Review: Nights of Azure (PS4)


Title: Nights of Azure
Format: Blu-ray Disc / PlayStation Network Download (8.20 GB)
Release Date: March 29, 2016
Publisher: Koei Tecmo
Developer: Gust Co. Ltd.
Original MSRP: $59.99
ESRB Rating: T
Nights of Azure is also available on PlayStation 3 (Japan) and PlayStation Vita (Japan).
The PlayStation 4 download version was used for this review.
A copy of this game was provided by the publisher for review purposes.
PS Nation Review Policy

In Nights of Azure, the world has changed drastically. Prior to the start of the game, a demon called the Nightlord rose to power. His goal was to cover the world in eternal night but he was stopped by the first Saint who managed to seal away his power. This process, however, rained blue blood on the world. Most humans caught in the blood became fiends, which make the night a dangerous place for the remaining people.

The game proper picks up with the main character, Arnice a half-demon, half-human, accepting a mission from the mysterious organization she works for. The Nightlord is again gaining in power and the Curia has selected a new Saint to seal him again. Upon beginning her assignment, Arnice discovers that the Saint is her friend, Lilysse.

This may sound like a pretty generic fantasy game setting, and it is, however the stuff with the Nightlord and fiends and whatnot is really only window dressing for telling the story of Arnice and Lilysse. As becomes apparent within the first couple chapters, Arnice and Lily are much, much more than friends. And their love for one another is somewhat at odds with their positions.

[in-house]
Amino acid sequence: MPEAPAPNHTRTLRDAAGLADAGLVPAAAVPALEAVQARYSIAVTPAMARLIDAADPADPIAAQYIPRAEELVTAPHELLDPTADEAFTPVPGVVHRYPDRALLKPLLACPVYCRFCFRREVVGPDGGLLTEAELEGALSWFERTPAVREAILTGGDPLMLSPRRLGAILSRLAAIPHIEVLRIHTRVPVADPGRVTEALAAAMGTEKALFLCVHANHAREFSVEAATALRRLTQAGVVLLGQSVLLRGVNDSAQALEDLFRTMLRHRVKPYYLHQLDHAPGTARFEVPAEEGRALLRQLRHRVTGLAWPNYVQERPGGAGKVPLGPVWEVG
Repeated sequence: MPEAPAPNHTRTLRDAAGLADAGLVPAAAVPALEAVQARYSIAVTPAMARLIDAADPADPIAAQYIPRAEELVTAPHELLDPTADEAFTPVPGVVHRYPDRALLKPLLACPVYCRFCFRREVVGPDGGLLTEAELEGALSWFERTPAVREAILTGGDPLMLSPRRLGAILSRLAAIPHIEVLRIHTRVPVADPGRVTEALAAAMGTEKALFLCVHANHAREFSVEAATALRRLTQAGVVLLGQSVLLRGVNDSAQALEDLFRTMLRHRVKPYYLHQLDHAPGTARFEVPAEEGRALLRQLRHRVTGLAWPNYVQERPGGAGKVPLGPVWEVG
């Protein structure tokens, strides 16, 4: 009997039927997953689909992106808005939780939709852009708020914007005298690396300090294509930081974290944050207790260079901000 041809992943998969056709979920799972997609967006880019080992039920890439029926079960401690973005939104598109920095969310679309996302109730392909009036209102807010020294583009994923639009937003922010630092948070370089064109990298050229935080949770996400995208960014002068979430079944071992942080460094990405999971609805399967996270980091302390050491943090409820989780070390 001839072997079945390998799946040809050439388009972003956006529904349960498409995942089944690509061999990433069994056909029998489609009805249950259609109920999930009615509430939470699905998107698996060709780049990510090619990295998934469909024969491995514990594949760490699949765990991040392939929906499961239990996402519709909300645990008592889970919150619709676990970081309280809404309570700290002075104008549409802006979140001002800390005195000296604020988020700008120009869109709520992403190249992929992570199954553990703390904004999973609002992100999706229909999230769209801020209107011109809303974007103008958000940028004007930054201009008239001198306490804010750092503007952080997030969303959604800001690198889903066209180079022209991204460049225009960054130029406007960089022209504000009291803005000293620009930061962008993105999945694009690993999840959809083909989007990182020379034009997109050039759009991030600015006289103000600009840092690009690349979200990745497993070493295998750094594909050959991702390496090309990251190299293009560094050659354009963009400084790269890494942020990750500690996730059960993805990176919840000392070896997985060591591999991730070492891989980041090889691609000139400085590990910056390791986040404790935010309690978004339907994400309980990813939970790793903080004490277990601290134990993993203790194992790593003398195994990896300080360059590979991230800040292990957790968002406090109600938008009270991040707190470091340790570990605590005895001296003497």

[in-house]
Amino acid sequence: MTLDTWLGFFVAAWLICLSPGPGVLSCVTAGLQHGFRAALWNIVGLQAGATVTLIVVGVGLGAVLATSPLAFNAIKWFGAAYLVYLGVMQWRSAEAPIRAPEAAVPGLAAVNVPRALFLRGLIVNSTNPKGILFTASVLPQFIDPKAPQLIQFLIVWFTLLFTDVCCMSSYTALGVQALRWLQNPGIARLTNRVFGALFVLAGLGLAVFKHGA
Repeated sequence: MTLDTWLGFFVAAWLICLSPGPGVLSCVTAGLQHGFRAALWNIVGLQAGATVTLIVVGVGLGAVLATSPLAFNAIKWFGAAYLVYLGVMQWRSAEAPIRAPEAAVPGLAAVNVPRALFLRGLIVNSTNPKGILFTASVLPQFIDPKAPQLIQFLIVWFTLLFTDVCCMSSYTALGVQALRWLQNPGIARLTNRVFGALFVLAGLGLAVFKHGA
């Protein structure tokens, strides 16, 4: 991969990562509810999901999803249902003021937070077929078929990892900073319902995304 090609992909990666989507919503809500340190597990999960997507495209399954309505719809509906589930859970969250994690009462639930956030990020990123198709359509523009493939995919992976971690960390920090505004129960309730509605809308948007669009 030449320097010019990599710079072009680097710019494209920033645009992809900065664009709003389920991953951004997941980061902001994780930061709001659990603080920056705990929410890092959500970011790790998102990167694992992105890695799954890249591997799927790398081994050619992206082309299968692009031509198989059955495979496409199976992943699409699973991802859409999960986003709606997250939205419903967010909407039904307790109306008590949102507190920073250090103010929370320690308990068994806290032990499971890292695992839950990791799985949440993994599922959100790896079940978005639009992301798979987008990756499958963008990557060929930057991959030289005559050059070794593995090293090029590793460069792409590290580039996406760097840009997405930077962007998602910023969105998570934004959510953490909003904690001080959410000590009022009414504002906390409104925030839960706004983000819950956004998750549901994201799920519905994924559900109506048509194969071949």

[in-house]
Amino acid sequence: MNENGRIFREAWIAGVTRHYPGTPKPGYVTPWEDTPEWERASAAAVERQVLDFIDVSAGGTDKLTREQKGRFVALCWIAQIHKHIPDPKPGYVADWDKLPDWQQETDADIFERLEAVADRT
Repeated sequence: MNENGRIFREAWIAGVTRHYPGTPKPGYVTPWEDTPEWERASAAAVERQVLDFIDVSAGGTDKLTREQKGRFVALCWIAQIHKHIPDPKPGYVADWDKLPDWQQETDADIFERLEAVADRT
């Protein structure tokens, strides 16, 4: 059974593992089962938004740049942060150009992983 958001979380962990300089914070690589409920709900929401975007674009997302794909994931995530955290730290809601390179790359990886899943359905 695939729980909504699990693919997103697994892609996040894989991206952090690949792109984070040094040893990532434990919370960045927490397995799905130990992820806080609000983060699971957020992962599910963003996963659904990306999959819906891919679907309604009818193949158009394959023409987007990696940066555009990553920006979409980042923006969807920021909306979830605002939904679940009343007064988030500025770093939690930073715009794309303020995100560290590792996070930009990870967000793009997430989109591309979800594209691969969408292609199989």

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The act of sealing the Nightlord is likely to require the Saint to sacrifice her life, an action Lily is willing to take to protect Arnice. Meanwhile, Arnice would rather attempt to fight the Nightlord head-on to protect Lily, even knowing it could put her own life in peril. What results is a very play-like story, not entirely dissimilar to a Shakespearean Tragedy.

I absolutely love the story in Nights of Azure. The main plot can definitely dip into being a little too generic however the relationships and general manner of the storytelling help set it apart from other games. This may also be because that there aren’t too many games of this type which focus on this kind of relationship.

The gameplay is also a little generic on its face but it has some small and interesting twists. At its core, Nights of Azure is an action RPG. The player directly controls Arnice, with pretty typical action/action RPG controls. Square is a normal attack, Triangle is a heavy attack, Cross is a special attack and Circle is dash/dodge. As Arnice levels up, she also gets the ability to switch between four different weapons, which are selected by the D-pad.

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However, the twist in the gameplay is that Arnice can summon Servans to fight alongside her. At any given time, she can have four Servans, a single ‘deck,’ available but she can also head into battle with multiple decks and swap between them freely. Summoning a Servan is done by holding L1 and pressing one of the face buttons. Once summoned, the Servan will stay with Arnice until it dies or she changes decks.

Servan can fill several different roles too. Some are meant to be pure damage dealers, others can heal or pull enemy damage or even scrounge for items. They are AI controlled, however the player can issue a few different commands to change their behavior slightly. Plus, the player controls when Servans use their special Burst ability, some of which are good at turning the tide in a tough battle.

… an alternate ending to explore …
Besides summoning Servan, Arnice’s other ability is to transform. For the main game, she has four forms she can transform into, which depend on the types of Servan in her current deck. These different transformations make her super powerful for a short period of time.